This makes a 1,000 piece puzzle of a polar bear on a snowy landscape look like child’s play.
Matt Winick makes the NBA schedule. Him and a computer. No team of guys slaving over diagrams and flipping through reems of information. Well, there are reems of information, but just one guy.
Kevin Arnovitz did a fascinating intervew with Winick over at TrueHoop. What follws are a few of the best answers. But if you think Will Shortz is cool, you should follow the link and read the entire interview.
You start by getting dates from the various arenas. There’s a certain number of dates that each arena must provide. That’s your starting point.
What’s your next building block from that?
The games against the other conference, because they normally involve long road trips. You look for gaps in the home schedule when the building is not available and you try to schedule the longer road trips during that time when the team can’t play at home. So if a team from the east is going to be out of their building for 8-10 days, you look to send them west….
Nothing is easy. The computer program is great. It puts everything together in an orderly way and makes it as easy as possible, but there are no easy schedules….
You send a team to Golden State on a trip, yet they can’t go to Sacramento. You have to send them on another trip when they go to Sacramento and people say, “Why?” Well, the two times they were going west, Golden State wasn’t available one time and Sacramento wasn’t available the other. You’d like to schedule orderly trips as much as you can, but if the buildings aren’t available, they aren’t available. In Los Angeles, this coming season, the Lakers have four games at home in February and the Clippers have two. Well, the Grammies are in Staples Center for 10 days followed by a week when the building is unavailable because of the NBA All-Star Game. If teams can’t play at home, they have to play on the road.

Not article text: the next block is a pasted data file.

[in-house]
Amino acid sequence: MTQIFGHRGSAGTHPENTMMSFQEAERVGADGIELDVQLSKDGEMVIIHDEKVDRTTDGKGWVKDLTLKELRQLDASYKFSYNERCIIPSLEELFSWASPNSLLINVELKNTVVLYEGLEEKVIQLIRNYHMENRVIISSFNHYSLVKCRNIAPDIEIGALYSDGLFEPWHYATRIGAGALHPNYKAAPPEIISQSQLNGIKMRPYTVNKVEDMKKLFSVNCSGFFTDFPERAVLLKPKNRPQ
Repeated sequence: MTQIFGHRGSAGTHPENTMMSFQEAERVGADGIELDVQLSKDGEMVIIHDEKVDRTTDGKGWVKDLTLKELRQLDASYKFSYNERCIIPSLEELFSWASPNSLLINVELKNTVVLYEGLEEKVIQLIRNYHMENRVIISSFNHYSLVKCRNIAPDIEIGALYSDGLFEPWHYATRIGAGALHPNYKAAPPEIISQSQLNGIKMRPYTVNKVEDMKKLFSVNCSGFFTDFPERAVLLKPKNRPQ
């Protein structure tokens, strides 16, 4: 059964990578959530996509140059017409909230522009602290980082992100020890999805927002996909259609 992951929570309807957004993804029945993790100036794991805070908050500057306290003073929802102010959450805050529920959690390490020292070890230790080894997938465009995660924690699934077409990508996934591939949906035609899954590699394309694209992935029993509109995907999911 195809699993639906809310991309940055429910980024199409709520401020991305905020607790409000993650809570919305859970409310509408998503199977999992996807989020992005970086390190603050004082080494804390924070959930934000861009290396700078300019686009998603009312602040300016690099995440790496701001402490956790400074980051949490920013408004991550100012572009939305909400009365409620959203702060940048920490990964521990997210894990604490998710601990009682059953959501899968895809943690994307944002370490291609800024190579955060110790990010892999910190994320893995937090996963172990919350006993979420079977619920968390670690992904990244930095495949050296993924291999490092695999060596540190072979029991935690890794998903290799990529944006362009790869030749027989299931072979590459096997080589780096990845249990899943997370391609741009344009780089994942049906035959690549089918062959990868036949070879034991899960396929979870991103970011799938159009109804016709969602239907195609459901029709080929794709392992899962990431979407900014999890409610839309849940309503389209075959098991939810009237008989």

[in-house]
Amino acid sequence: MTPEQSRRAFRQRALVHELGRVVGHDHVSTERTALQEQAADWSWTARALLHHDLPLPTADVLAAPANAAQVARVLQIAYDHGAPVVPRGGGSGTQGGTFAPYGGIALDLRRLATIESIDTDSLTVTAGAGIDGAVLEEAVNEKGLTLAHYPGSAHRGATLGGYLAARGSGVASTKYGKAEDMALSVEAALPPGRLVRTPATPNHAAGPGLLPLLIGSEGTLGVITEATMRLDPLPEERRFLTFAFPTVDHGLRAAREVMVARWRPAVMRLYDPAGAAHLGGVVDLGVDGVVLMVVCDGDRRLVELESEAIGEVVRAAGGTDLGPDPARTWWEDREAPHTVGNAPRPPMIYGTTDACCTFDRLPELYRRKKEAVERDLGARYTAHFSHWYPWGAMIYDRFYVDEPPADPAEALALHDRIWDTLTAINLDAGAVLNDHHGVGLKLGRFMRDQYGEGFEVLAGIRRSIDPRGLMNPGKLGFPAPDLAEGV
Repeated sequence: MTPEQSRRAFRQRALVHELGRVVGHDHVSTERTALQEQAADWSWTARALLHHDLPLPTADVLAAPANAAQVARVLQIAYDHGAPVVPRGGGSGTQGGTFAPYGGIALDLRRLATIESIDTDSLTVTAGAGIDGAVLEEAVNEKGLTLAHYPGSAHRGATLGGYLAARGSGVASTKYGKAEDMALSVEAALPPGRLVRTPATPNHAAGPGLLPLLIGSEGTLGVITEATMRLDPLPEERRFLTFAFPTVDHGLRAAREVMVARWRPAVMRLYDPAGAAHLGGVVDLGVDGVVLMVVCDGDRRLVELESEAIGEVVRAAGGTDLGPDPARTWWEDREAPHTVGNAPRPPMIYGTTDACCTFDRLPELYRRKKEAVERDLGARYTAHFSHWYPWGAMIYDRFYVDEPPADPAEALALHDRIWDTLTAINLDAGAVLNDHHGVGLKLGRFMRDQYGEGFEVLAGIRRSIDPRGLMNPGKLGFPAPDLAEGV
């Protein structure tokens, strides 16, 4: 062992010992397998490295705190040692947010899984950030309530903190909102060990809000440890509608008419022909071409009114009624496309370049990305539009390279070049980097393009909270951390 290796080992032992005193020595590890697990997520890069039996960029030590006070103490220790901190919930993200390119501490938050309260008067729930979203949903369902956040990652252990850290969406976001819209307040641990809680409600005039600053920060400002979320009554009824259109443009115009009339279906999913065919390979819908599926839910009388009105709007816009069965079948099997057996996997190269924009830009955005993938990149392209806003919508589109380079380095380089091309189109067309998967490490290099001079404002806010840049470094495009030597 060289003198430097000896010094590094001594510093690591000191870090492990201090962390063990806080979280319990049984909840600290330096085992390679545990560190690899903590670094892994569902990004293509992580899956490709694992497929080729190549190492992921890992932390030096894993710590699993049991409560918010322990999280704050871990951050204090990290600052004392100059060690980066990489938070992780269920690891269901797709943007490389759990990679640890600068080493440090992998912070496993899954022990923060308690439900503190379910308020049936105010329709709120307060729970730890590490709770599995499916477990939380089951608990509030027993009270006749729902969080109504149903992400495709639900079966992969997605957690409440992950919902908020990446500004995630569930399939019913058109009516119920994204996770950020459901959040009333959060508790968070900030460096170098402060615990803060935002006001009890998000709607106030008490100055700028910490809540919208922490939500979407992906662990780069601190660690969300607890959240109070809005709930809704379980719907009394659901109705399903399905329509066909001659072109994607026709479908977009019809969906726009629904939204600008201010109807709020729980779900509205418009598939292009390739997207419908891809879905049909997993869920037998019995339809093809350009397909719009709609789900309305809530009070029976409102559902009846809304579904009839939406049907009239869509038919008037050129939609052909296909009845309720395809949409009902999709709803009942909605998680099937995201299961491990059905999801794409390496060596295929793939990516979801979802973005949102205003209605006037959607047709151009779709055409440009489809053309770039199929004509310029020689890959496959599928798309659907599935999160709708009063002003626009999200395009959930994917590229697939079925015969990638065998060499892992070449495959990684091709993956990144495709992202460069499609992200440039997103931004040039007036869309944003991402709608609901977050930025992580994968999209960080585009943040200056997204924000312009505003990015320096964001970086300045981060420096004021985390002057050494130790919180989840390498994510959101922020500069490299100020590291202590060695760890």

The No. 28 pick, R.J. Hunter became the first first-rounder from last year’s draft to fall out of the NBA when the Celtics waived him.
He won’t be out of the league for long.
The Bulls, the only team with an open roster spot, appear close to adding him.
Shams Charania of Yahoo Sports:
Hunter belongs in the league. Though he must knock down shots far more reliably than he has, Hunter has potential as an outside shooter with complementary ball skills to provide value. Boston just had more NBA-caliber players than roster spots.
He’s far from a lock to succeed in the NBA, but I value Hunter about as much as Tony Snell – whom the Bulls just traded for an upgrade at backup point guard in Michael Carter-Williams. That they could so cheaply replace Snell makes that deal look even better.
Gerald Green was drafted by the Celtics and spent two seasons with them before being traded (in the Kevin Garnett deal).
After stints with the Timberwolves, Rockets, Mavericks, Nets, Pacers, Suns and Heat, he signed with Boston this summer.
Think he’s happy to be back?
Abby Chin of CSN Mid-Atlantic:
Joel Embiid couldn’t endear himself by playing in an NBA game, because he’s been too injured to do that in two pro seasons.
He’s had to resort to witty nicknames, practice-gym dunks, fun-loving stunts, attention-seeking tweets and self-deprecating humor.
Embiid is scheduled to make his NBA debut tonight, when the 76ers play the Thunder. Soon, we’ll judge him more for what he does on the court.
But, first, Embiid went out with one last bang of a quote.
Embiid, via Lee Jenkins of Sports Illustrated:
“You know how I learned to shoot?” Embiid says. “I watched white people. Just regular white people. They really put their elbow in and finish up top. You can find videos of them online.”
LeBron James might be the greatest athlete in NBA history.
But even he has shown signs of decline at age 31.
He has gotten multiple back injections and even took a break during the season to rehabilitate in Miami. The forward has treated the last two regular-seasons as glorified warmups for the playoffs.
Just where does LeBron stand physically?
Cavaliers coach Tyronn Lue gave quite the answer.
Joe Vardon of Cleveland.com:
Lue said James, at 31, “had a chance to get tested this summer and they said he had a body of a 19-year old. Maybe he’s getting younger. Benjamin Button.”
It was a little perplexing because neither James, nor his personal trainer, Mike Mancias, nor general manager David Griffin had any real idea what test Lue was talking about.
This reminds me of Derrick Rose attributing the Knicks and Warriors being super teams to “They’re saying.” Who is they, and what are they smoking?
That LeBron, Mancias and Griffin won’t cop to knowing is quite revealing.
LeBron does not have the body of a 19-year-old. Years of other-worldly play and long playoff runs has taken a toll.
Because he’s declining from such a high peak, LeBron should remain elite for a while. His athleticism might even fluctuate as it trends downward overall.
But Father Time is undefeated, and LeBron didn’t just get a mid-career reset to his rookie physical form.